The Narcissus (Daffodil)

A Narcissus in a field of Narcissuses in Fort Tryon Park, NYC, facing east in the early dawn April, 11, 2017

The earliest attested reference to the Narcissus relates it not to the well known Greek myth about the self obsessed boy looking at his reflection in the water, but to the myth(s) of Demeter and Persephone and hence to its now well known pharmacological effects that, depending on (a) the part(s) used, (b) dosage and (c) means of administration (topical vs. oral), can be therapeutically sedative/narcotic (the word ‘narcotic’ is etymologically related to Narcissus) or simply poisonous (it has been associated with suicide).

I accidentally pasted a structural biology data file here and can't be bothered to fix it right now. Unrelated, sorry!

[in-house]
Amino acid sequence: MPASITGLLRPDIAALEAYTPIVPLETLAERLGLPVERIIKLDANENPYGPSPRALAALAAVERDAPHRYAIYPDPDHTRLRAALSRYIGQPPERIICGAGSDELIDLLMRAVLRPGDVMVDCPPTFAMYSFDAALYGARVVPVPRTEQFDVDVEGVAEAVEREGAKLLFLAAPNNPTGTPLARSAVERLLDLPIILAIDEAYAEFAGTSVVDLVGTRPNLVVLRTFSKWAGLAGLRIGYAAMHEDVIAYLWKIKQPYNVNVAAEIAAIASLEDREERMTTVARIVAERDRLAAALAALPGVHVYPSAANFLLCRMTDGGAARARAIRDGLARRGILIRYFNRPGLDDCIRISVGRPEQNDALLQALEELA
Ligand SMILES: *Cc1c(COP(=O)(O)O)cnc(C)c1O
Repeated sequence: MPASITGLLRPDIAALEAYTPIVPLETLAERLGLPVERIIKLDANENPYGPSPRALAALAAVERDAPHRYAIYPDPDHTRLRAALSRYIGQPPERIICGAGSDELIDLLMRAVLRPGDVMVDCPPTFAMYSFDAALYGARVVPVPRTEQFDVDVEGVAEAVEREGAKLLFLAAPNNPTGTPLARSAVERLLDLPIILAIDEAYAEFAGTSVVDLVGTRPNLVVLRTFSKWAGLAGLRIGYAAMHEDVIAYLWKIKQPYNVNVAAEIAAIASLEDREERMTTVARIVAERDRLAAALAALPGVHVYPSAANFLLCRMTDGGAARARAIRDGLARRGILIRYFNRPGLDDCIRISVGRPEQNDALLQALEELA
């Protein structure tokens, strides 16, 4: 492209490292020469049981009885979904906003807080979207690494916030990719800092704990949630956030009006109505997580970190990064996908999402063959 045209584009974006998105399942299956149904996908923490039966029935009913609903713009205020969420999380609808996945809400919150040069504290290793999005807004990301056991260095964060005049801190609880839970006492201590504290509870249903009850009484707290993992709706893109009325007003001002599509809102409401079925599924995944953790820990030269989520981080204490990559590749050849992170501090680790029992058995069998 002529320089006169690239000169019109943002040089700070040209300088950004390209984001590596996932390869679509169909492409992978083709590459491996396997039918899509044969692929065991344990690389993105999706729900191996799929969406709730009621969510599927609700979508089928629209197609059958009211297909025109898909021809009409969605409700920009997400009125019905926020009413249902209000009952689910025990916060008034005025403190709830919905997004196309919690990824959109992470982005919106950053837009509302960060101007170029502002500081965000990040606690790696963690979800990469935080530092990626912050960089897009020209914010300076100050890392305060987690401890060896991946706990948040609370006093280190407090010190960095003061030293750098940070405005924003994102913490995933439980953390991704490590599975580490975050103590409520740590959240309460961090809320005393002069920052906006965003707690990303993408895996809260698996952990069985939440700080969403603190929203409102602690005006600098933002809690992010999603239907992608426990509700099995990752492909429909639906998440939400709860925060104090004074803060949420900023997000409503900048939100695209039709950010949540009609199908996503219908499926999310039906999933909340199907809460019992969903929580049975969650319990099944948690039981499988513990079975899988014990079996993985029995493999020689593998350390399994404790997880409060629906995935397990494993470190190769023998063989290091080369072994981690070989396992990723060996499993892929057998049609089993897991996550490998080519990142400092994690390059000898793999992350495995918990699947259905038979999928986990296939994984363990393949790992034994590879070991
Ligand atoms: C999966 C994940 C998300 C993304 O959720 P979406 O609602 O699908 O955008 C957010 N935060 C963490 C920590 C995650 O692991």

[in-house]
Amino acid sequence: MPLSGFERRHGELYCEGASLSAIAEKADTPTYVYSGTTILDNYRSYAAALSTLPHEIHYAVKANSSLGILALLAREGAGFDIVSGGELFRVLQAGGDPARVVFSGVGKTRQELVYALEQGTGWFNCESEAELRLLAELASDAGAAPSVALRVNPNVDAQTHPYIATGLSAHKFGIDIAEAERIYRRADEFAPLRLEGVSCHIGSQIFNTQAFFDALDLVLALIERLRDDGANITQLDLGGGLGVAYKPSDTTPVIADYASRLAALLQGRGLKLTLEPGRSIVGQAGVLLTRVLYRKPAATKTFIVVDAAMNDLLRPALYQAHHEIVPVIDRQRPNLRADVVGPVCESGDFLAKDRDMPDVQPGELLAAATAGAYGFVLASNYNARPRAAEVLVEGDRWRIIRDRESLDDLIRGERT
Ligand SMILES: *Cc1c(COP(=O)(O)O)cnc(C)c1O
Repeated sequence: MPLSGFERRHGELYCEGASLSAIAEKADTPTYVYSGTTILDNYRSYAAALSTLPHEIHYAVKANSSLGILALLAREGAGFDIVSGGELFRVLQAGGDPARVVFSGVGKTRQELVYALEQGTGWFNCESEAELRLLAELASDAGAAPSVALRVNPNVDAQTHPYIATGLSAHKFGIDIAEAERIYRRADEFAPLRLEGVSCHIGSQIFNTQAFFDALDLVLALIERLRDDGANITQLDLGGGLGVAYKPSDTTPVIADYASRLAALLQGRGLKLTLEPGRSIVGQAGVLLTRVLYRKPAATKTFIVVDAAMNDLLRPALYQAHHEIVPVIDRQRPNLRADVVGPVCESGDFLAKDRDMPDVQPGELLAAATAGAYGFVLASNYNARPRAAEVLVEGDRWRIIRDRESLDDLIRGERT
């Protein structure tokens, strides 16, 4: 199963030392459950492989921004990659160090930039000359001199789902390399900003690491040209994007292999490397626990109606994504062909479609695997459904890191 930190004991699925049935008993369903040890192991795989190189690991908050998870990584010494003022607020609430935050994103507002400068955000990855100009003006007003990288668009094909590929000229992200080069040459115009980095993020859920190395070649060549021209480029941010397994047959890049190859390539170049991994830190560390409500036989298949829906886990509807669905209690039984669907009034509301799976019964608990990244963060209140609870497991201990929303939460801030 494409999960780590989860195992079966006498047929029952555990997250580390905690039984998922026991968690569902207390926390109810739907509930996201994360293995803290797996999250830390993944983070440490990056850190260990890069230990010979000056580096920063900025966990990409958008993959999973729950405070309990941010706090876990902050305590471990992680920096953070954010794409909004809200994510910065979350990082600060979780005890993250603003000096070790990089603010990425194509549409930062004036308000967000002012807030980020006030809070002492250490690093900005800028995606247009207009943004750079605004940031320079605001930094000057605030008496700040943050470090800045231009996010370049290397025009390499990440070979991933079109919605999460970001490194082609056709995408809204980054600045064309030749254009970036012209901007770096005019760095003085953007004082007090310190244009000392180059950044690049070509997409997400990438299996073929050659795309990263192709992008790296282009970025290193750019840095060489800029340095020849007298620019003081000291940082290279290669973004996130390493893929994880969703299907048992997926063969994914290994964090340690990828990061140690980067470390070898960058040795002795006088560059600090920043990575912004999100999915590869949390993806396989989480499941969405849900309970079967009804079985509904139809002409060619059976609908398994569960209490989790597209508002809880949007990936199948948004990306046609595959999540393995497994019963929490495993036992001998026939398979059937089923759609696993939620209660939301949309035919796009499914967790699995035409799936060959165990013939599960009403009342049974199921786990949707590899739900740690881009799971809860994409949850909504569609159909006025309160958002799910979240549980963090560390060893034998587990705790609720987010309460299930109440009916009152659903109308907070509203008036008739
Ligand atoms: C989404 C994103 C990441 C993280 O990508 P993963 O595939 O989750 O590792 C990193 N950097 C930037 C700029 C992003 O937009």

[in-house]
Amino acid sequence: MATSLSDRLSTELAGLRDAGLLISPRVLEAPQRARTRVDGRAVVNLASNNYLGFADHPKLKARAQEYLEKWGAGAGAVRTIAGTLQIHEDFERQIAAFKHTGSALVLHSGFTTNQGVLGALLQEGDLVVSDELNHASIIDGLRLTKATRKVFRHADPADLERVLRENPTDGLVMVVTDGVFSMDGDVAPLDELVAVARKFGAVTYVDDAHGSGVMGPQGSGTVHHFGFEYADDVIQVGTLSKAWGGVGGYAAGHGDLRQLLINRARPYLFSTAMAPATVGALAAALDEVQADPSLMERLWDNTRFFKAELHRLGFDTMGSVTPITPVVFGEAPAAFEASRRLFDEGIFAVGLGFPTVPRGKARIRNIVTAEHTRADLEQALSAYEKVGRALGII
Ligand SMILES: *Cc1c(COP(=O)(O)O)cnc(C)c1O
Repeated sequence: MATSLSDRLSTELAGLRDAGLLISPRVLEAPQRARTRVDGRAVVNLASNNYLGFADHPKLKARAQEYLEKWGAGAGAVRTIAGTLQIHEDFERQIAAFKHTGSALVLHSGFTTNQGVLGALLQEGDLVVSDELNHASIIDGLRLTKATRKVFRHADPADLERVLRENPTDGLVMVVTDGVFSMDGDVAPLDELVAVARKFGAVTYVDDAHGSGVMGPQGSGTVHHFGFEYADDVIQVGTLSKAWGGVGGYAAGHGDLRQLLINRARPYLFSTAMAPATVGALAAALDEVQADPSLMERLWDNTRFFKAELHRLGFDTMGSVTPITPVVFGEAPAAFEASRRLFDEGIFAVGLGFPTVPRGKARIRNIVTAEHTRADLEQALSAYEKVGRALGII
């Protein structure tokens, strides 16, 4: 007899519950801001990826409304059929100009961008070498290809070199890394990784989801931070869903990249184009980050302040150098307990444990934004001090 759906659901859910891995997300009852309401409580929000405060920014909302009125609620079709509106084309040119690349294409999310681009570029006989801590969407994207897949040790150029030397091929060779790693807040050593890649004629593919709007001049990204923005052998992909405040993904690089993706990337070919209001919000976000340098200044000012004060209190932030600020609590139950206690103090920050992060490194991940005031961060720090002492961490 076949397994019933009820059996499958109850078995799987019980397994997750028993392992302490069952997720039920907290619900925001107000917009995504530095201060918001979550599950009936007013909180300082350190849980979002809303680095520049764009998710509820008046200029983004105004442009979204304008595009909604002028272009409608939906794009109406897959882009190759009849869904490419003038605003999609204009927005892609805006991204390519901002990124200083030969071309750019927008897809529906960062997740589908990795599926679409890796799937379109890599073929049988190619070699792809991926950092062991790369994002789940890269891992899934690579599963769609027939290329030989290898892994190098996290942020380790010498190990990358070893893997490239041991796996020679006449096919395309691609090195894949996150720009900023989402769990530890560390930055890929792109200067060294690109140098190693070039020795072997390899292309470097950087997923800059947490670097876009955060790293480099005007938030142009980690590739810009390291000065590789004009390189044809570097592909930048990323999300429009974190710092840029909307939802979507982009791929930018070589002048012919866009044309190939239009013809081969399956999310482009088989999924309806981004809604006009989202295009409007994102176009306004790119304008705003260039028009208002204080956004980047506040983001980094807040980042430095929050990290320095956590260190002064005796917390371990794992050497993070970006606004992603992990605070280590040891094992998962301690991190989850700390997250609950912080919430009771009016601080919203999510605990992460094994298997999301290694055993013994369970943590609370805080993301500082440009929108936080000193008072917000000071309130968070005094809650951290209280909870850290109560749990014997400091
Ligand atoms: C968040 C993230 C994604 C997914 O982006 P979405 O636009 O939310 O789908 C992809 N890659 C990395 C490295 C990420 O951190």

Sophocles, Oedipus at Colonus:

Greek text (lines 681–4):

Translation (from a recent book published by Oxford University Press):

My translation, based in part on recent etymological and archaeological research:

Bathed in heavenly dew,
Beautifully gathering itself together with others, day by day, for ever and ever,The Narcissus: the primeval garlandOf the Great Goddesses Of Nature’s Cycle: The Sun (Persephone) & Earth (Demeter)

H.S. Versnel on Demeter (from his book Inconsistencies), effectively supporting the much discussed etymology of her name as being related to ‘Mother’ = earth goddess:

Detailed summary of scholarship on the name Persephone (often referred to simply as kore = young (unmarried, aka virgin) girl); from R. Anttila, Greek and Indo-European Etymology In Action:

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